LysandreJik / KotlinSyft

The official Syft worker for secure on-device machine learning

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KotlinSyft makes it easy for you to train and inference PySyft models on Android devices. This allows you to utilize training data located directly on the device itself, bypassing the need to send a user's data to a central server. This is known as federated learning.

  • βš™οΈ Training and inference of any PySyft model written in PyTorch or TensorFlow
  • πŸ‘€ Allows all data to stay on the user's device
  • ⚑ Support for full multi-threading / background service execution
  • πŸ”‘ Support for JWT authentication to protect models from Sybil attacks
  • πŸ‘ A set of inbuilt best practices to prevent apps from over using device resources.
    • πŸ”Œ Charge detection to allow background training only when device is connected to charger
    • πŸ’€ Sleep and wake detection so that the app does not occupy resource when user starts using the device
    • πŸ’Έ Wifi and metered network detection to ensure the model updates do not use all the available data quota
    • πŸ”• All of these smart defaults are easily are overridable
  • πŸŽ“ Support for both reactive and callback patterns so you have your freedom of choice (in progress)
  • πŸ”’ Support for secure multi-party computation and secure aggregation protocols using peer-to-peer WebRTC connections (in progress).

There are a variety of additional privacy-preserving protections that may be applied, including differential privacy, muliti-party computation, and secure aggregation.

OpenMined set out to build the world's first open-source ecosystem for federated learning on web and mobile. KotlinSyft is a part of this ecosystem, responsible for bringing secure federated learning to Android devices. You may also train models on iOS devices using SwiftSyft or in web browsers using syft.js.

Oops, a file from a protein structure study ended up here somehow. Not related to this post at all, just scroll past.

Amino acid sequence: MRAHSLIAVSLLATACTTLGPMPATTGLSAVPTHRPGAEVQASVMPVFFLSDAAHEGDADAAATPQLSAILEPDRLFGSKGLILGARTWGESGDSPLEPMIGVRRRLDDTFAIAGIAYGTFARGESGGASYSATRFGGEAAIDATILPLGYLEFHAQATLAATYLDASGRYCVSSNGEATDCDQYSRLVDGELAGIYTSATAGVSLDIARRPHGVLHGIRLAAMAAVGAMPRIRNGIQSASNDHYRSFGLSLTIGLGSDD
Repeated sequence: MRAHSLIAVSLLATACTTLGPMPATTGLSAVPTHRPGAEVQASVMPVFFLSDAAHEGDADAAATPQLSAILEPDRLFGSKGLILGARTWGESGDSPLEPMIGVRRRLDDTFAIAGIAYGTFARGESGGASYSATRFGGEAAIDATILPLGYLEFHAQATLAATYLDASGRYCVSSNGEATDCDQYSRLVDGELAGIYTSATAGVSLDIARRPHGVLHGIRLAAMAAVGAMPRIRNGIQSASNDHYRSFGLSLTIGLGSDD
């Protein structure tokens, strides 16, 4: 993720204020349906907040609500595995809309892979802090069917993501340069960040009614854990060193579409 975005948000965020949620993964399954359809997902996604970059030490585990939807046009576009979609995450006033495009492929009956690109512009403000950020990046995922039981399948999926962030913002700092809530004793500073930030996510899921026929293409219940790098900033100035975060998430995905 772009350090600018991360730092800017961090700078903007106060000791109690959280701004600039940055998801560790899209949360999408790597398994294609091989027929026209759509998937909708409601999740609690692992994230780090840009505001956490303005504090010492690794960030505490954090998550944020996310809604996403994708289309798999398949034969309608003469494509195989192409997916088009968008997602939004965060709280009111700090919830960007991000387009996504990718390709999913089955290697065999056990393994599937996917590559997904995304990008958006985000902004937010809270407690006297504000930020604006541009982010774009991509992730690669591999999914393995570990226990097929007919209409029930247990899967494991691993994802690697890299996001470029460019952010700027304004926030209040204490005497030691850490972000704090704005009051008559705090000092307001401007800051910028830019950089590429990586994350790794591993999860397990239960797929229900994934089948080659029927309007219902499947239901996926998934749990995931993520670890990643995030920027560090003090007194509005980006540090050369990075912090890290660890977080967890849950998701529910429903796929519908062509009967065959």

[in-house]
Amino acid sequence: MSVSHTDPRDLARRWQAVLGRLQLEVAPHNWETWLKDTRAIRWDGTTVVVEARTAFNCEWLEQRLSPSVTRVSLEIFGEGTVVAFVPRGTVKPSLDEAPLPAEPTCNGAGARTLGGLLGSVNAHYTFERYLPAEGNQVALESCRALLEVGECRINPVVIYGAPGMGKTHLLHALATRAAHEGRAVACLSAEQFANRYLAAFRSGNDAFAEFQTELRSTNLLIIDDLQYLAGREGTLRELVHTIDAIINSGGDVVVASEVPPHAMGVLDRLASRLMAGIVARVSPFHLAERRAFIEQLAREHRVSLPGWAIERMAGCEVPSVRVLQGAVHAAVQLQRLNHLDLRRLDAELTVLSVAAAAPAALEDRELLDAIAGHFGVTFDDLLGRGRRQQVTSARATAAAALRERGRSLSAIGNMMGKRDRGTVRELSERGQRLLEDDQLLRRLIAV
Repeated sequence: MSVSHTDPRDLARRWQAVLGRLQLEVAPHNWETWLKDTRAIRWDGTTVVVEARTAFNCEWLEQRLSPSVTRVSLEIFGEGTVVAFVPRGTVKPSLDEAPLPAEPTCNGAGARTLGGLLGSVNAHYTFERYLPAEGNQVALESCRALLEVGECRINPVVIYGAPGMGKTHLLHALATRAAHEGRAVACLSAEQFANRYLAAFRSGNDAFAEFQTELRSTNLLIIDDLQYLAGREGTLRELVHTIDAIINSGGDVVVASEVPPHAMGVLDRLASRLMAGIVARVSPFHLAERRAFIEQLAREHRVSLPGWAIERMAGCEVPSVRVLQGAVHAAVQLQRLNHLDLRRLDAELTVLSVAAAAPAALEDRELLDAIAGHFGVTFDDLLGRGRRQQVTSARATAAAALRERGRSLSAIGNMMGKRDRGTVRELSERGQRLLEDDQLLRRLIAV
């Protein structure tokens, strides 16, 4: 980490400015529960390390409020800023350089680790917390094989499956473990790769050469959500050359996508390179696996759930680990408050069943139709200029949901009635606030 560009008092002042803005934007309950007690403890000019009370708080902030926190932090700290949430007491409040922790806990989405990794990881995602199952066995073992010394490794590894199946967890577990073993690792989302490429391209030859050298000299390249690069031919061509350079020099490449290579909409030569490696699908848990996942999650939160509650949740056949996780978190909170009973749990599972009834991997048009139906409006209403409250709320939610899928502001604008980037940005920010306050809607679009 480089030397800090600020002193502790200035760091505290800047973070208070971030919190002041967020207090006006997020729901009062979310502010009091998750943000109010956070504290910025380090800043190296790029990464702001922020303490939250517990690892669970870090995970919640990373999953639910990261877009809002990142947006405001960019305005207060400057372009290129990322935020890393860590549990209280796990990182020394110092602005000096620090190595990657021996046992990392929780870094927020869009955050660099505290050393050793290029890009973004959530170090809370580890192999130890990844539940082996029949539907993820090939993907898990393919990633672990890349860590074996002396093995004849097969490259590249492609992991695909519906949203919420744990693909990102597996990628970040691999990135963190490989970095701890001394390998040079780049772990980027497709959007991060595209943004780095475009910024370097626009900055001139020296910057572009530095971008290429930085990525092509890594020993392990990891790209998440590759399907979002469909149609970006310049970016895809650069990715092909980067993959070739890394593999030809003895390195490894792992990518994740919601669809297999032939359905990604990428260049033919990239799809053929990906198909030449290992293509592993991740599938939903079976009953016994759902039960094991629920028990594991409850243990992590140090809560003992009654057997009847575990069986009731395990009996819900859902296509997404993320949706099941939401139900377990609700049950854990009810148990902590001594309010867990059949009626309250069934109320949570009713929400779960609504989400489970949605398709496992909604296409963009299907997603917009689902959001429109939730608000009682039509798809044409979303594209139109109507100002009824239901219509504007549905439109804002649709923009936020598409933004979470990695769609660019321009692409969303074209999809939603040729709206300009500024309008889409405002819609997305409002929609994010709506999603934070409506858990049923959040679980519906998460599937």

If you want to know how scalable federated systems are built, Towards Federated Learning at Scale is a fantastic introduction!


KotlinSyft is available on maven and jcenter. To add the library as a dependency in your android project use one of the following methods:

  1. Maven snippet:
  1. Gradle dependency:
implementation 'org.openmined.kotlinsyft:syft:0.1.3'

Quick Start

As a developer, there are few steps to building your own secure federated learning system upon the OpenMined infrastructure:

  1. πŸ€– Generate your secure ML model using PySyft. By design, PySyft is built upon PyTorch and TensorFlow so you don't need to learn a new ML framework. You will also need to write a training plan (training code the worker runs) and an averaging plan (code that PyGrid runs to average the model diff).
  2. 🌎 Host your model and plans on PyGrid which will deal with all the federated learning components of your pipeline. You will need to set up a PyGrid server somewhere, please see their installation instructions on how to do this.
  3. πŸŽ‰ Start training on the device!

πŸ““ The entire workflow and process is described in greater detail in our project roadmap.

You can use KotlinSyft as a front-end or as a background service. The following is a quick start example usage:

    val userId = "my Id"

    // Optional: Make an http request to your server to get an authentication token
    val authToken = apiClient.requestToken("$userId")

    // The config defines all the adjustable properties of the syft worker
    // The url entered here cannot define connection protocol like https/wss since the worker allots them by its own
    // `this` supplies the context. It can be an activity context, a service context, or an application context.
    val config = SyftConfiguration.builder(this, "").build()

    // Initiate Syft worker to handle all your jobs
    val syftWorker = Syft.getInstance(authToken, configuration)

    // Create a new Job
    val newJob = syftWorker.newJob("mnist", "1.0.0")

    // Define training procedure for the job
    val jobStatusSubscriber = object : JobStatusSubscriber() {
        override fun onReady(
            model: SyftModel,
            plans: ConcurrentHashMap<String, Plan>,
            clientConfig: ClientConfig
        ) {
            // This function is called when KotlinSyft has downloaded the plans and protocols from PyGrid
            // You are ready to train your model on your data
            // param model stores the model weights given by PyGrid
            // param plans is a HashMap of all the planIDs and their plans.
            // ClientConfig has hyper parameters like batchsize, learning rate, number of steps, etc

            // Plans are accessible by their plan Id used while hosting it on PyGrid.
            // eventually you would be able to use plan name here
            val plan = plans["plan name"]

            repeat( { step ->

                // get relevant hyperparams from ClientConfig.planArgs
                // All the planArgs will be string and it is upon the user to deserialize them into correct type
                val batchSize = (clientConfig.planArgs["batch_size"]